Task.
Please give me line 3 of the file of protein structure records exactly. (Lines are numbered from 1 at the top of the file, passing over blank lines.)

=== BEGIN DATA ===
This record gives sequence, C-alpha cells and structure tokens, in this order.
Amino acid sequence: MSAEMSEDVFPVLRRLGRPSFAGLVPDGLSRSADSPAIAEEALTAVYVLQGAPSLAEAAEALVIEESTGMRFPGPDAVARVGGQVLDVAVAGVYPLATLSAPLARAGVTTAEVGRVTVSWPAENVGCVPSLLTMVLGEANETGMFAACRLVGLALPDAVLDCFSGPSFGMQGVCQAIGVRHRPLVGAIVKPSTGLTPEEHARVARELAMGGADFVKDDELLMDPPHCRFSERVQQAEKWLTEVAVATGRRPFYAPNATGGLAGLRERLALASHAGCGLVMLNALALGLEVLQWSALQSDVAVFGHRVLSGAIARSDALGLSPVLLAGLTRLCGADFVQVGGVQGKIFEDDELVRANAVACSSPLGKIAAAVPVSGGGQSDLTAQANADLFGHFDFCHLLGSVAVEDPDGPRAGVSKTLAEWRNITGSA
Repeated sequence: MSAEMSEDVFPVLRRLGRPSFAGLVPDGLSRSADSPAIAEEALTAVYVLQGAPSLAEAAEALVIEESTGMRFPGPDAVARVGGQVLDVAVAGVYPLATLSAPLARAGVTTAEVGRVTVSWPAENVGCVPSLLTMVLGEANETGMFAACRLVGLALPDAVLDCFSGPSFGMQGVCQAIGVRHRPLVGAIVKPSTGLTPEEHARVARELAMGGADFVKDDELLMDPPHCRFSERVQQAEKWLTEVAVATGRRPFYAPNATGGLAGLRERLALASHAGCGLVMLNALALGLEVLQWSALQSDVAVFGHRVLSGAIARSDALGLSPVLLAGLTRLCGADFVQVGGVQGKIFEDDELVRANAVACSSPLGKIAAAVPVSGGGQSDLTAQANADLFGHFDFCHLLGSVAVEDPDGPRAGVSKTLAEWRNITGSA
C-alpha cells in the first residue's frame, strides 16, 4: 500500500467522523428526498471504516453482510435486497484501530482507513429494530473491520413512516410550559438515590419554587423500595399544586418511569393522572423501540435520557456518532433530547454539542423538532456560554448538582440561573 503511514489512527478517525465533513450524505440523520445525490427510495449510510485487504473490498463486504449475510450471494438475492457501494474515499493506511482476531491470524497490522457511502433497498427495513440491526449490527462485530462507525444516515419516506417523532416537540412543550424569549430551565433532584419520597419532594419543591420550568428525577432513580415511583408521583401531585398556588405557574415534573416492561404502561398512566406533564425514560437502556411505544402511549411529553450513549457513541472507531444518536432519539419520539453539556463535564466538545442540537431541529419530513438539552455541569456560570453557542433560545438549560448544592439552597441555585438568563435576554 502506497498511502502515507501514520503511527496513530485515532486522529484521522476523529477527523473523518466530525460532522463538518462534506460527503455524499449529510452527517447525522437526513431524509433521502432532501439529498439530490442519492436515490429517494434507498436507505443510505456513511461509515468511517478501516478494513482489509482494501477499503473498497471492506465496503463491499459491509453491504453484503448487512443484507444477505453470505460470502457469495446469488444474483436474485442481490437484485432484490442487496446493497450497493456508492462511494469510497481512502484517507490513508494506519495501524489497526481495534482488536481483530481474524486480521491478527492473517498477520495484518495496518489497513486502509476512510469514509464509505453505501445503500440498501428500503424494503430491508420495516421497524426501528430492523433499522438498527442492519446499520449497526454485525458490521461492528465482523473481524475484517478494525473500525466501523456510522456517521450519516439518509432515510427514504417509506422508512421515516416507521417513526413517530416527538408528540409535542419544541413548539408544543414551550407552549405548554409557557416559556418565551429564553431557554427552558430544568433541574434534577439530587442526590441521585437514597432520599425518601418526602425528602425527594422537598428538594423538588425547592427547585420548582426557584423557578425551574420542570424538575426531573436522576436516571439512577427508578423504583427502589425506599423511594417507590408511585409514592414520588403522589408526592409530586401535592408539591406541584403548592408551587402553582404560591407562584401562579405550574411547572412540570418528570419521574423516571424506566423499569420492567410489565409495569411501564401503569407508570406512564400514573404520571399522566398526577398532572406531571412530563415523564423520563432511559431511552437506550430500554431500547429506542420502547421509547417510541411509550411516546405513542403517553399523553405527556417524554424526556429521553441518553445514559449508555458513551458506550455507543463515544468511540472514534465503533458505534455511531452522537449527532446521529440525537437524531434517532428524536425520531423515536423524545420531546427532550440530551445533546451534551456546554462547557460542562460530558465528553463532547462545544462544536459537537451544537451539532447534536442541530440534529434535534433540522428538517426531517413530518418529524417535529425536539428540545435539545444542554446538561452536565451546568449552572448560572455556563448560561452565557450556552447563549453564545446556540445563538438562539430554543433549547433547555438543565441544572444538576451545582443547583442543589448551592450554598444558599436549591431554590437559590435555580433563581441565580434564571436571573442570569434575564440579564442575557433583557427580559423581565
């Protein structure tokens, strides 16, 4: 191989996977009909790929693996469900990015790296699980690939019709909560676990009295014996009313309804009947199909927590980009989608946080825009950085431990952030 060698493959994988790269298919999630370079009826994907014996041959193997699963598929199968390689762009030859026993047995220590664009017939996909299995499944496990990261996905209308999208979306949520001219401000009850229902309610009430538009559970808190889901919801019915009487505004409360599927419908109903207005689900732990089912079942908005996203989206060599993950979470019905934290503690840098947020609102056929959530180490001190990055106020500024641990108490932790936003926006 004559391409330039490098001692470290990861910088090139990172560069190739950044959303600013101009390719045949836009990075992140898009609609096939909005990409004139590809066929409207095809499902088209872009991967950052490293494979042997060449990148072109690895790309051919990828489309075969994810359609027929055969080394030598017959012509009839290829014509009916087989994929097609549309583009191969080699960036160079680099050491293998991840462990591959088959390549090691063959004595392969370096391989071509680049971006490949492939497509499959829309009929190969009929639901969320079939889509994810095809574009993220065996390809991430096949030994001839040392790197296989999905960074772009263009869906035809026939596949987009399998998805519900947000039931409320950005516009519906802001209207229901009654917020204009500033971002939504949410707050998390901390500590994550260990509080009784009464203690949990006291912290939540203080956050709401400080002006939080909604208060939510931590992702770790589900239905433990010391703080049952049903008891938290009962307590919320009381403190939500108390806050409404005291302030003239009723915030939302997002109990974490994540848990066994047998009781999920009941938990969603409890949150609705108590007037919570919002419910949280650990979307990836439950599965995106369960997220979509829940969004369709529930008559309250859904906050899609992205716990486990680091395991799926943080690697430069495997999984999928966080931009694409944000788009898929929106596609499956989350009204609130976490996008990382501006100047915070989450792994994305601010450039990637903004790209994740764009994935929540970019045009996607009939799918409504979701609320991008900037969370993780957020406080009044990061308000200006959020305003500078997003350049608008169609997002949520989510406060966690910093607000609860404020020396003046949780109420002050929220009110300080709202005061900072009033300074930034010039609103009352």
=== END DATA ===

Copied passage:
Repeated sequence: MSAEMSEDVFPVLRRLGRPSFAGLVPDGLSRSADSPAIAEEALTAVYVLQGAPSLAEAAEALVIEESTGMRFPGPDAVARVGGQVLDVAVAGVYPLATLSAPLARAGVTTAEVGRVTVSWPAENVGCVPSLLTMVLGEANETGMFAACRLVGLALPDAVLDCFSGPSFGMQGVCQAIGVRHRPLVGAIVKPSTGLTPEEHARVARELAMGGADFVKDDELLMDPPHCRFSERVQQAEKWLTEVAVATGRRPFYAPNATGGLAGLRERLALASHAGCGLVMLNALALGLEVLQWSALQSDVAVFGHRVLSGAIARSDALGLSPVLLAGLTRLCGADFVQVGGVQGKIFEDDELVRANAVACSSPLGKIAAAVPVSGGGQSDLTAQANADLFGHFDFCHLLGSVAVEDPDGPRAGVSKTLAEWRNITGSA